his grandfather’s the next morning, the doorman would not let him in. Instead, he gave Michael his suitcase and an
envelope containing a bank book and a note:
As you are eighteen, I think it best you make your own way. Here are your clothes and the
ten thousand dollars left you by your parents, plus all the interest earned. Should you change
your mind, you may call me.
He couldn’t believe Abby’s betrayal. He refuses me? And then throws me out? Fuck him! I’ll do it myself.
Through “Roommate Finders” he found a situation on the west side, sharing a grimy two-room walk-up with four
other actors. The last man in, he got the futon in the front hall for his $500.00 a month. He paid for headshots and
resumes and began auditioning. When he heard the sighs, he started acting lessons.
It didn’t take a math whiz to figure, at New York prices, he’d soon be broke. He went door-to-door looking for work.
With no degree or experience, the best job he could find was as a busboy and waiter-in-training
His acting went nowhere. Occasionally, he’d get a small role in an amateur show, but that was the best he could do.
He couldn’t land a paying job, or even find an agent. At times, an equation or two would dance through his head and
he’d wonder about returning to school. But the mountain of years was too daunting. And he refused to give Abby
the satisfaction. He learned bartending, took more classes, and kept auditioning. Still, he couldn’t find a paying part.
It was in the third year of this apprenticeship that Abby died. Michael didn’t go to the funeral; he saw it on
A lawyer called. Abby’s will left everything to the Vicente Diego Charitable Trust for Scientific Research. There was
one provision for Michael. If he went to college and studied mathematics, science, or medicine, the Trust would pay
his tuition and a generous stipend. The same was true for graduate work. Later, if Michael needed a research grant,
the trustees would look favorably upon his application. However, the Trust would not support Michael’s acting.
Michael hung up on the lawyer.
Several weeks later, Marci prowled with a feline grace into the struggling café he ran. Her red hair flamed and her
green eyes sparkled as they bantered across the bar. The first time she laughed her wild, raucous laugh, all he could
think of was sex. She hauled him back to her loft for a night he’d never forget.
Marci was a party girl whose dad did real estate. She wanted to convert one of his downtown warehouses into a
dance club. She took Michael to see the place and liked his ideas and his knowledge of the business so much, she
hired him to help build and run it. Then she moved him into her loft.
They built the club cheap. Most of the money Marci’s dad fronted went into the long bar, the huge dance floor, and
the state-of-the-art sound system. They bought Sears patio furniture and some lion cages from a bankrupt circus,
painted pictures of jungle animals on the walls, and called the place “New York Zoo.”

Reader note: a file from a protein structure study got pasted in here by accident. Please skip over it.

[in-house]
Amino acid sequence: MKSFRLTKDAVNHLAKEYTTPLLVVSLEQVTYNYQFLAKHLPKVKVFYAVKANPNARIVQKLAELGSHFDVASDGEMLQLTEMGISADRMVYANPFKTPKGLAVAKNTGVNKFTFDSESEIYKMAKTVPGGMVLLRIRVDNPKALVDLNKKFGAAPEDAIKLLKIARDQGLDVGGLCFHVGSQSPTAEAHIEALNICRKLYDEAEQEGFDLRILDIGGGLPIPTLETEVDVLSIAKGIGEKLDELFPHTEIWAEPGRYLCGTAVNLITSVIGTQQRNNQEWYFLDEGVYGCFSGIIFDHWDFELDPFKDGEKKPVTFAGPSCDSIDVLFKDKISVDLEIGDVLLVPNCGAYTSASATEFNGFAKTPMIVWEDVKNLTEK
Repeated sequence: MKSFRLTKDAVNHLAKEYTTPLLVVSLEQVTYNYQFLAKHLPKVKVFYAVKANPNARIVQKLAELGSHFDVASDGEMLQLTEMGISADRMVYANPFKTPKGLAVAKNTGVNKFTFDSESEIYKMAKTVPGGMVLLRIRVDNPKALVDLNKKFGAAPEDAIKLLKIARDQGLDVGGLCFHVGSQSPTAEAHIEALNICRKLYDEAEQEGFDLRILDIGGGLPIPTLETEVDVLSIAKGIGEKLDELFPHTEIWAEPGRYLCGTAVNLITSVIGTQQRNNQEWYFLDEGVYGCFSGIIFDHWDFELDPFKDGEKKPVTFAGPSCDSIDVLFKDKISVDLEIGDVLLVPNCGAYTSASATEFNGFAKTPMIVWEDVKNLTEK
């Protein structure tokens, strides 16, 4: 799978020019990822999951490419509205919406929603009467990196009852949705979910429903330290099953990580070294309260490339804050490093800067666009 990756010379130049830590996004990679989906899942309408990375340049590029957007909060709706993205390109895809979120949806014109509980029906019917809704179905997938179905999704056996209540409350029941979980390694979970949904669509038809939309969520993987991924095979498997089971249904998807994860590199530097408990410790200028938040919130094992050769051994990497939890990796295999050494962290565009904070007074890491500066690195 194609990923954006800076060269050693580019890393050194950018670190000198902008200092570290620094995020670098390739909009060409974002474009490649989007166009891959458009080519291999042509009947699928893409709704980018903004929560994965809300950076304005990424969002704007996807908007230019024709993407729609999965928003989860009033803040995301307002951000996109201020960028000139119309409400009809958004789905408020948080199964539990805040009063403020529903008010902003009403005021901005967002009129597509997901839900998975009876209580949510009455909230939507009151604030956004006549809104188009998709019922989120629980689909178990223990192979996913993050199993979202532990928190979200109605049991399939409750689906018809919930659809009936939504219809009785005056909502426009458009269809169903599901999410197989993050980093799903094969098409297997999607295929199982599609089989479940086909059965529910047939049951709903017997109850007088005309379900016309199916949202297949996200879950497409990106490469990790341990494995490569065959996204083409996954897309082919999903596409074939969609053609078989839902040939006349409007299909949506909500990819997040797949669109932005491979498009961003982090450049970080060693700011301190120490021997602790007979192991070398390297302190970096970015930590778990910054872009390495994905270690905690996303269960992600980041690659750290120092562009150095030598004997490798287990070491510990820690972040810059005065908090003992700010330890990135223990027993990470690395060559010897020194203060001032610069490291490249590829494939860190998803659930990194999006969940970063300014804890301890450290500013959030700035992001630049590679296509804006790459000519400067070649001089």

The law said they had to serve food, but Marci’s dad didn’t want to spend the money. “When it comes to the bar
business,” he said in a voice still rough from Hell’s Kitchen, “food’s a loss-leading pain in the ass.”
It was Michael’s idea to rent space to push cart vendors. They wheeled in their carts to perfume the club’s air with
the aromas of food from the streets: hot dogs with sauerkraut, onions and mustard; garlic-laced sausages, gyros,
and kabobs; lo-mein, fried rice, and General Tso’s chicken; plus melons and ices and Cracker Jack for dessert. And
hadn’t all the preppies and yuppies and Wall Street wanna-bes just loved eating all that junk with their Stoli and
Marci changed his name to Mickey and dressed him in silk jackets and grungy jeans so he’d have just the right
cachet. They schmoozed and networked and were so busy building their party list that Michael barely noticed the
silliness of the crowd. The club made a ton and he was a star and it had been so very easy. But sometimes at dawn,
as the champagne whirled him to sleep, an equation or two would unfurl in his head and he’d wonder whose voice he
heard lamenting: “Such a waste.”
Marci’s dad was a shrewd operator who said clubs were fragile things. When he saw the first three per cent drop in
gross receipts, he sold the place for a mint and sent Marci and Michael on this junket to Europe while he built a new
That’s what I have to look forward to back in New York, thought Michael, running another playground for the rich.
That, and the acting thing.
* * *
The red banners snapped in a stiffening breeze. His coffee half-finished, his rolls uneaten, Michael stood, wanting to
be away. He was so cold. By the opera house clock, it was only seven-thirty, still a half hour to kill. He would warm
himself with a walk down to the Christopher Columbus monument overlooking the harbor.
As he paid the bill, he noticed his cash was light. He hated not having plenty. He wasn’t sure how much he had, but
he knew it wasn’t enough.